As mentioned above, an important goal of the SyncLink architecture is to allow data transfer between a processor and a memory device to occur at a significantly faster rate. However, the operating rate of a packetized DRAM, including the packetized DRAM shown in FIG. 2, is limited by the time required to receive and process command packets applied to the memory device 16a. More specifically, not only must the command packets be received and stored, but they must also be decoded and used to generate a wide variety of signals, including row, bank and column addresses. However, in order for the memory device 16a to operate at a very high speed, the command packets must be applied to the memory device 16a at a correspondingly high speed. As the operating speed of the memory device 16a increases, the command packets are provided to the memory device 16a at a rate that can exceed the rate at which the address capture circuit 48, the address predecoders 84, the row address registers 86, the latch/decoder/drivers 82a-h, and the column address path 75 can capture and process the addresses.
As the memory device receives and processes command packets at a high rate, command processing circuitry, such as the command buffer 46, produce internal command signals at very high speeds. These high speed command signals must be delivered to the circuitry associated with each of the eight banks 80a-80h. For example, command signals such as precharge and equilibrate signals are transmitted to the row latch/decoder/drivers 82a-82h from the decoder and sequencer 60. Delivery of all of the command signals to the eight banks 80a-80h can require several sets of signal lines, each extending from the command decoder and sequencer 60. Delivery of all of the command signals to the eight banks 80a-80h can require several sets of signal lines, each extending from the command decoder and sequencer 60 to each of the latch/decoder/drivers 82a-82h associated with each of the eight memory banks 80a-82h associated with each of the eight memory banks 80a-80h. Each of the lines consume valuable area on a substrate and complicate routing of signal lines.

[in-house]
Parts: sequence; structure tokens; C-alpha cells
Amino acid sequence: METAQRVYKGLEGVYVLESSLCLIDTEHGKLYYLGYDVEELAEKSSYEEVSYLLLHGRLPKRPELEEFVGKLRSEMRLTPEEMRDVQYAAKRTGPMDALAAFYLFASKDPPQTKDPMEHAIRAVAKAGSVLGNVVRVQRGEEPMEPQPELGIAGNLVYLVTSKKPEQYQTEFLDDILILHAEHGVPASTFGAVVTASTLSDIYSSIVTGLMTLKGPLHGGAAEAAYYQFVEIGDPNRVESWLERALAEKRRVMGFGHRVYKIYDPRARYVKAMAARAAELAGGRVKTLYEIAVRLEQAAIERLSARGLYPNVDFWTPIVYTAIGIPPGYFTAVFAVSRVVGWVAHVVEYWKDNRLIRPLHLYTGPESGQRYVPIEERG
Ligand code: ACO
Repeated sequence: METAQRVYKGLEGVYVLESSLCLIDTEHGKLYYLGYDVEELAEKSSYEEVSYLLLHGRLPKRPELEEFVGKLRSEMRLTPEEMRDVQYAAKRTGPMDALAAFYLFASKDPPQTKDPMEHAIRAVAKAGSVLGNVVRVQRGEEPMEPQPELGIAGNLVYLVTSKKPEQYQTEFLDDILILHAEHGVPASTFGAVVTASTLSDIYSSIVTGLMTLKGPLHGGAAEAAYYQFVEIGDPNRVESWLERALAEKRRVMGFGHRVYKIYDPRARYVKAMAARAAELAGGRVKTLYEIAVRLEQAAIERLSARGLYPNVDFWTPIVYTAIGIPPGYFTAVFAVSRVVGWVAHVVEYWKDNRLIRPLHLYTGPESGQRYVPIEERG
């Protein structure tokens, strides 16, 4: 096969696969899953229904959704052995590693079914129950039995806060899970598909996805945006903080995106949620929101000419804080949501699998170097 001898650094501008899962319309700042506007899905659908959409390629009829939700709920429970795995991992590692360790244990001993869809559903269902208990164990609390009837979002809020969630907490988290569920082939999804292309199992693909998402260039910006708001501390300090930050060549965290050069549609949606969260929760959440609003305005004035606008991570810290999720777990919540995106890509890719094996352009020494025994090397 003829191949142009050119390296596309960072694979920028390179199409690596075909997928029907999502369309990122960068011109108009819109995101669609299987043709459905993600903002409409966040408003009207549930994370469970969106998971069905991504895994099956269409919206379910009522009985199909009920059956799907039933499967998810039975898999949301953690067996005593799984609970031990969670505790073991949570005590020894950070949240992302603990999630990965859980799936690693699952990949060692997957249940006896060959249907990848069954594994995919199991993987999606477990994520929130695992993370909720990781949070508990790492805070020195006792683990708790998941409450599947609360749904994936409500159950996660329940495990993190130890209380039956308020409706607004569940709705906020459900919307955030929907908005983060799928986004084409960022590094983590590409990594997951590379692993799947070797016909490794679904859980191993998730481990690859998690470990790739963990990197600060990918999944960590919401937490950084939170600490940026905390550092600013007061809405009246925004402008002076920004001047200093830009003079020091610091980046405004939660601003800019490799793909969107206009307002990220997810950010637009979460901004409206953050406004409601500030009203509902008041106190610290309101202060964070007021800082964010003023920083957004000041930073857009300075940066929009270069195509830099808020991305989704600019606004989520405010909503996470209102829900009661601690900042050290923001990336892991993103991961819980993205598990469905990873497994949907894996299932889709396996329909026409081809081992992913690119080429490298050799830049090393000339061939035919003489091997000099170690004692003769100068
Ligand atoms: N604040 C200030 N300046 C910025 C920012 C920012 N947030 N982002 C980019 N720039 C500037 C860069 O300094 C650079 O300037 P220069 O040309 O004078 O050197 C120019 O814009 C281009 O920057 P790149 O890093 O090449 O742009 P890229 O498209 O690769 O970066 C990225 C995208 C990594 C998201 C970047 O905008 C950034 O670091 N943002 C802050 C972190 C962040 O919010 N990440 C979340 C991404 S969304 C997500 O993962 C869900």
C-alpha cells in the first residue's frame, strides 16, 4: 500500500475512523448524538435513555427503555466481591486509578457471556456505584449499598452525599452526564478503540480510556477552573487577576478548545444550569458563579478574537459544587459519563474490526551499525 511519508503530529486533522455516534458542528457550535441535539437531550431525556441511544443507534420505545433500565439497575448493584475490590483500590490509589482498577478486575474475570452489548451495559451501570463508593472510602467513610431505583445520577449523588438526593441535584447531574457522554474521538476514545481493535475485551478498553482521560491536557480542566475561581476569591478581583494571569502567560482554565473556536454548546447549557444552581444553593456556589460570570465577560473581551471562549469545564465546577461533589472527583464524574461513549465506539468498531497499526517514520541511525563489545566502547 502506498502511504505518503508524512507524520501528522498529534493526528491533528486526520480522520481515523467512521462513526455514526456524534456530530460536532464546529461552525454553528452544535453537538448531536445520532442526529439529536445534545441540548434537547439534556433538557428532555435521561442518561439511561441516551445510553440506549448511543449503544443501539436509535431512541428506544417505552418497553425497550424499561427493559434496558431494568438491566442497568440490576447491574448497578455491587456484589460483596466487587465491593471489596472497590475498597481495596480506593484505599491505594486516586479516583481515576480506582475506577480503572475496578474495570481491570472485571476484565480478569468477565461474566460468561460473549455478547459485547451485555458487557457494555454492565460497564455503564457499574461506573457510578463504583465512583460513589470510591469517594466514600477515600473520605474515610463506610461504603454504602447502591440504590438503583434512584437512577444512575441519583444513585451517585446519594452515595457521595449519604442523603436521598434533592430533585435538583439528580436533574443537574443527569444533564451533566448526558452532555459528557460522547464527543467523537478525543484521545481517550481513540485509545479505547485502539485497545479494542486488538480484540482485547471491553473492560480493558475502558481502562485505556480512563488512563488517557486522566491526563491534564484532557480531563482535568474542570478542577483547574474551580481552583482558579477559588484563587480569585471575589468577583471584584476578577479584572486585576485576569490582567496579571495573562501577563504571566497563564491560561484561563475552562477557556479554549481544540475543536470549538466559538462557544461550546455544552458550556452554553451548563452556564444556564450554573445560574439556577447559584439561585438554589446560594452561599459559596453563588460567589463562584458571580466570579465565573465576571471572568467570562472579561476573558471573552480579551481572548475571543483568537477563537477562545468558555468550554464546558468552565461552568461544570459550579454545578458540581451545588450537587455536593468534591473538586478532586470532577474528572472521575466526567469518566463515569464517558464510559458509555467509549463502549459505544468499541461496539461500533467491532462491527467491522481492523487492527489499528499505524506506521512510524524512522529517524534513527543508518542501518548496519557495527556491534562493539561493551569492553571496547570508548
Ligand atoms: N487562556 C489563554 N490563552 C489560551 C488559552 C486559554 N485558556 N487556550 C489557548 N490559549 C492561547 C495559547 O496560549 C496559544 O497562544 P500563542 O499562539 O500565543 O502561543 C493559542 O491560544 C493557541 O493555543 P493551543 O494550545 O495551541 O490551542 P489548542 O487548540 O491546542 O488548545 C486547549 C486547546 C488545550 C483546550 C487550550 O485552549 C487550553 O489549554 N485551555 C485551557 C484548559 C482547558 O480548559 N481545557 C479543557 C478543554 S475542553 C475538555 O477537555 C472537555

Additionally, the internal command signals require time to propagate from the command sequencer and decoder 60 to the various circuitry for accessing the banks 80a-80h. Routing differences between the bank control logic 94 and the latch/decoder/drivers 82a-82h can therefore cause differences in the times at which the internal command signal reach the latch/decoder/driver 82a-82h. The differences in arrival times can become significant at high speeds of operation and eventually limit the operating speed of the packetized DRAM.
Although the foregoing discussion is directed to the need for faster command buffers in packetized DRAMs, similar problems exist in other memory devices, such as asynchronous DRAMs and synchronous DRAMs, which must process control and other signals at a high rate of speed. Thus, for the reasons explained above, the limited operating speed of conventional processing of addresses and commands threatens to limit the maximum operating speed of memory devices, particularly packetized DRAMs. Therefore, there is a need for address handling and command processing circuitry that is able to receive and process command packets at a high rate.